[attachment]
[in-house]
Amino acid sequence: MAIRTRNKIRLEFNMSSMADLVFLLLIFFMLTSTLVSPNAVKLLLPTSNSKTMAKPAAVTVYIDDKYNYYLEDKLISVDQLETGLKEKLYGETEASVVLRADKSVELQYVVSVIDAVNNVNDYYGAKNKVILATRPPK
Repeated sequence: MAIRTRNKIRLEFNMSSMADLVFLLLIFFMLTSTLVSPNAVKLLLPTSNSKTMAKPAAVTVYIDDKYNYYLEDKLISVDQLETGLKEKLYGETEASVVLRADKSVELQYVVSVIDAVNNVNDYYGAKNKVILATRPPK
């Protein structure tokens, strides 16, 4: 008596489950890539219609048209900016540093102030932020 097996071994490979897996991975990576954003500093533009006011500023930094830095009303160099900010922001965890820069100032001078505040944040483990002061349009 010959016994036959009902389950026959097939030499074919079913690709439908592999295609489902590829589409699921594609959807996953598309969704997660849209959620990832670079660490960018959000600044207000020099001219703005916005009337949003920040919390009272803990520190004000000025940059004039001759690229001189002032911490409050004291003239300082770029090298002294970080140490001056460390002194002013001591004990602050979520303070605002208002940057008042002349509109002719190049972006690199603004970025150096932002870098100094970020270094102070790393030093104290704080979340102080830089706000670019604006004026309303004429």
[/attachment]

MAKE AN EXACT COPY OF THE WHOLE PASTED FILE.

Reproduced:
[in-house]
Amino acid sequence: MAIRTRNKIRLEFNMSSMADLVFLLLIFFMLTSTLVSPNAVKLLLPTSNSKTMAKPAAVTVYIDDKYNYYLEDKLISVDQLETGLKEKLYGETEASVVLRADKSVELQYVVSVIDAVNNVNDYYGAKNKVILATRPPK
Repeated sequence: MAIRTRNKIRLEFNMSSMADLVFLLLIFFMLTSTLVSPNAVKLLLPTSNSKTMAKPAAVTVYIDDKYNYYLEDKLISVDQLETGLKEKLYGETEASVVLRADKSVELQYVVSVIDAVNNVNDYYGAKNKVILATRPPK
């Protein structure tokens, strides 16, 4: 008596489950890539219609048209900016540093102030932020 097996071994490979897996991975990576954003500093533009006011500023930094830095009303160099900010922001965890820069100032001078505040944040483990002061349009 010959016994036959009902389950026959097939030499074919079913690709439908592999295609489902590829589409699921594609959807996953598309969704997660849209959620990832670079660490960018959000600044207000020099001219703005916005009337949003920040919390009272803990520190004000000025940059004039001759690229001189002032911490409050004291003239300082770029090298002294970080140490001056460390002194002013001591004990602050979520303070605002208002940057008042002349509109002719190049972006690199603004970025150096932002870098100094970020270094102070790393030093104290704080979340102080830089706000670019604006004026309303004429």